Broken Trust: They Can’t Just Send Us A Figure
Despite legislation allowing greater control, tribes have been slow to invest their trust funds
By Jodi Rave
Lee Enterprises Newspapers
Part Three of a series. First part of series available in The Authentic Voice
For decades, tribes complained to Congress about the way Washington managed their money.
But what happened when lawmakers tried giving them greater control?
Very little. Only a handful of 290 tribes have removed any trust assets from their accounts at the U.S. Treasury Department.
The reasons are at least twofold.
Eight years after Congress enacted the 1994 Trust Fund Management Reform Act, tribes are still struggling to determine how much they have in their accounts, said Rick Thomas, a councilman for the Santee Sioux Tribe of Nebraska.
“They can’t just send us a figure of how much we have.”
And many tribes have been forced to rely on the government for so long they lack their own investment experience.
“There is a long-ingrained almost indoctrination by the federal government that tribes are sovereign dependents,” said Lynn Dee Rapp, an Oglala Lakota and senior vice preisdent at Morgan Stanley investors in Rapid City, S.D.
Government officials tell tribes “they are better off leaving their money with the federal government,” Rapp said.
Congress passed the act to help tribes get a proper accounting of their assets. It also allowed them to remove money from low-rate, government-backed securities and invest it in diversified portfolios earning higher rates of return.
But because most tribes remain hampered by the government’s accounting practices, their assets are stuck in poor-performing investments.
“They can’t provide the tribes or the individual account holders with an accounting,” said Dan Press, a Washington attorney who helped draft the 1994 legislation.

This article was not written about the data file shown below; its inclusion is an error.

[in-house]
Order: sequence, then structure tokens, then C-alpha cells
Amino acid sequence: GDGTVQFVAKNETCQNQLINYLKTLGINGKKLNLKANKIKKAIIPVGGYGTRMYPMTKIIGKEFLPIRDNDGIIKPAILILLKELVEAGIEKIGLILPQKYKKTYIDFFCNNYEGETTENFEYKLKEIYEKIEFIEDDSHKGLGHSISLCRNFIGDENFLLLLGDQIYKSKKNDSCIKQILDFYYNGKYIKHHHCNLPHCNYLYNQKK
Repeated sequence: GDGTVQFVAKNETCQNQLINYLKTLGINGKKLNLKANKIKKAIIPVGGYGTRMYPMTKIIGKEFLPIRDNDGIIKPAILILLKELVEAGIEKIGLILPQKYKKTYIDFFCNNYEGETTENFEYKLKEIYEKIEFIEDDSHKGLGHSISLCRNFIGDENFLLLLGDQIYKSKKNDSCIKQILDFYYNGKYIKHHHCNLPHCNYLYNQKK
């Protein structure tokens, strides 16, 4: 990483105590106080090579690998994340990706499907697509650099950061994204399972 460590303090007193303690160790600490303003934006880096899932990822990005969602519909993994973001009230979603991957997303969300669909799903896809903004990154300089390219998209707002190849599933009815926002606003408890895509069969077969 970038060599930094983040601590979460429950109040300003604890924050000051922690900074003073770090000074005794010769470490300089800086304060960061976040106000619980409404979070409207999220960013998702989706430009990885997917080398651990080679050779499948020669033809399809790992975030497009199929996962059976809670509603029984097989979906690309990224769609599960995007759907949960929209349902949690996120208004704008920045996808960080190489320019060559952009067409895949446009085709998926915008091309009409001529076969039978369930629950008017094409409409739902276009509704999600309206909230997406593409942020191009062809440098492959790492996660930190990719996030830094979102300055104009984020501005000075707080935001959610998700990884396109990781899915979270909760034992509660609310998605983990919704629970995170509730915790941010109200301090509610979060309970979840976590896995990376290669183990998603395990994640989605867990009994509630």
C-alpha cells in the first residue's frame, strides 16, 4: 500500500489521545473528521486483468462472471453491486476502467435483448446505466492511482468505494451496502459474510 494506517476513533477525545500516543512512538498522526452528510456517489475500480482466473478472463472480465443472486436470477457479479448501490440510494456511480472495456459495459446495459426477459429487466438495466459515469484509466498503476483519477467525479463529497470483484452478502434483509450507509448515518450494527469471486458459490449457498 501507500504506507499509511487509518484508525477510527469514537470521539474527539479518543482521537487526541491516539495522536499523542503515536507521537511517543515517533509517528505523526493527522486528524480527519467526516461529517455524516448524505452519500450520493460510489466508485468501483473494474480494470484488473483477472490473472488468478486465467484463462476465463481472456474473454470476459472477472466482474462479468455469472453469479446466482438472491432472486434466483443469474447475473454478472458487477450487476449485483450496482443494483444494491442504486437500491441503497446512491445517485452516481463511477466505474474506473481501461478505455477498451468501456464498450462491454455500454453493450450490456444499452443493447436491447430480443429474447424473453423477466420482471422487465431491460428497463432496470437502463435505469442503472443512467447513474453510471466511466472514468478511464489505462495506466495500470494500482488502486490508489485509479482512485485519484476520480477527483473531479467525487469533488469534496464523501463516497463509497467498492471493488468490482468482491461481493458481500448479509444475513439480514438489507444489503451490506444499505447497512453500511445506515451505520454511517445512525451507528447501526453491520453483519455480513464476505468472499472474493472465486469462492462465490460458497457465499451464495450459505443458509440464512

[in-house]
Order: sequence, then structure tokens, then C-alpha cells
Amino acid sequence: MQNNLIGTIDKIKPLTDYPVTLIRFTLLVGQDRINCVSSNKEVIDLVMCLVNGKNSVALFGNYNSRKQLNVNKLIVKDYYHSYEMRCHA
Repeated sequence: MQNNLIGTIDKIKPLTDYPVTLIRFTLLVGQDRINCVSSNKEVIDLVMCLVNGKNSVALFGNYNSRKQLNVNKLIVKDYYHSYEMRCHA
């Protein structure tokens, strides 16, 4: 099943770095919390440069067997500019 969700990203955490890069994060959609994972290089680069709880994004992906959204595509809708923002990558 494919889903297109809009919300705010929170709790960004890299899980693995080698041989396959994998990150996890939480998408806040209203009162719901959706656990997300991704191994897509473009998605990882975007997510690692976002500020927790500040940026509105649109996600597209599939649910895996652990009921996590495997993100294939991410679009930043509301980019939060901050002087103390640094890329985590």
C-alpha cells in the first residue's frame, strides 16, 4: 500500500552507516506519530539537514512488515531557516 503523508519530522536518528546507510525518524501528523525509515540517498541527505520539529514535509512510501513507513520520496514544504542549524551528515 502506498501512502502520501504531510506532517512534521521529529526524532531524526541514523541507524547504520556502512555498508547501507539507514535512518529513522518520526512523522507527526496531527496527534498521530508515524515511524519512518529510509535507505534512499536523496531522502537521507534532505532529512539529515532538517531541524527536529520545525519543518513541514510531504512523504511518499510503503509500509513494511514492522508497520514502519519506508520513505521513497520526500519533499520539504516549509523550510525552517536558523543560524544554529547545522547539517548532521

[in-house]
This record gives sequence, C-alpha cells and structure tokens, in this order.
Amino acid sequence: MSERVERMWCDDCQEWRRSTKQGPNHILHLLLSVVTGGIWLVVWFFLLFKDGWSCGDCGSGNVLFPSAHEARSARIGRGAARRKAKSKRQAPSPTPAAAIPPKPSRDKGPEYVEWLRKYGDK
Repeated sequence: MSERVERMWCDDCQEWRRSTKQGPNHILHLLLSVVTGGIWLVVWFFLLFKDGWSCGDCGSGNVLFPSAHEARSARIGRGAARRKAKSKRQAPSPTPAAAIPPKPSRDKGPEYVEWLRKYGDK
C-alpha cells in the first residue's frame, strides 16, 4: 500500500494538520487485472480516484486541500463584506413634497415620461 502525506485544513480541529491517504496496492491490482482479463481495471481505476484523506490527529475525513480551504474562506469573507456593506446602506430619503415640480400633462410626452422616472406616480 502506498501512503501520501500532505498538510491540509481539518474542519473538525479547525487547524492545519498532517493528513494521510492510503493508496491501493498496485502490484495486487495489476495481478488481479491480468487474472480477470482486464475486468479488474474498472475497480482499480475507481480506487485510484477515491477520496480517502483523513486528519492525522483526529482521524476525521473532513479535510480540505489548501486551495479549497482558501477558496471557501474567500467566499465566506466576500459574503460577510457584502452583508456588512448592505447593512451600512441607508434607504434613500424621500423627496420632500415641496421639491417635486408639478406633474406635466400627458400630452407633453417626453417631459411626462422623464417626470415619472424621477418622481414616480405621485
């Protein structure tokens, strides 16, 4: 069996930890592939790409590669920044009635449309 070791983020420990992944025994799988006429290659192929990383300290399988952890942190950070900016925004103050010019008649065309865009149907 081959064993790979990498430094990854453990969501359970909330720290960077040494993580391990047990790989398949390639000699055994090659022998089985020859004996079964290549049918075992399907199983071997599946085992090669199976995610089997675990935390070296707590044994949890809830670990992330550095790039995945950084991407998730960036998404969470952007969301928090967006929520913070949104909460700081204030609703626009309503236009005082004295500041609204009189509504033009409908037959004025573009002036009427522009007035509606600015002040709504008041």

“They can’t tell you how much should be in your account. They can’t provide an audit. They still don’t have an accounts receivable system. So there’s no way for an accountant to go back and determine whether you received all of the income from your land and assets.”
A report completed by Arthur Andersen accountants in 1995 showed the government could not provide documentation for $2.4 billion posted to tribal accounts from 1972 to 1992. Only partial documentation could be provided for another $4 billion in disbursements for the same period.
Press called the Arthur Andersen report superficial because the real loss to tribal accounts has been in the government’s failure to collect and deposit lease money — an issue the accountants did not address.
In February, the Crow Tribe of Montana sued the Interior Department, rejecting the report and calling for a “full and complete accounting of the tribe’s trust funds.” It’s one of about 20 suits by tribes requesting audits.
Only two tribes — the Office of Special Trustee refused to identify them — used the 1994 reform act to withdraw trust funds from government accounts.
Seven others — Zuni Pueblo, Fort McDowell, Seneca, Northern Cheyenne, White Mountain Apache, Laguna Pueblo and Catawba nations — found a new way to take control of their money.
They bypassed the BIA and instead sought congressional approval.
For the Zuni Pueblo of New Mexico, going through Congress provided a clean break from the BIA and its accounting practices.
“The primary reason we went through legislation is we didn’t want to have the ties of BIA oversight on the funds, which would have still been there through the trust reform act,” said Bryceson Pinto, the Pueblo’s finance director.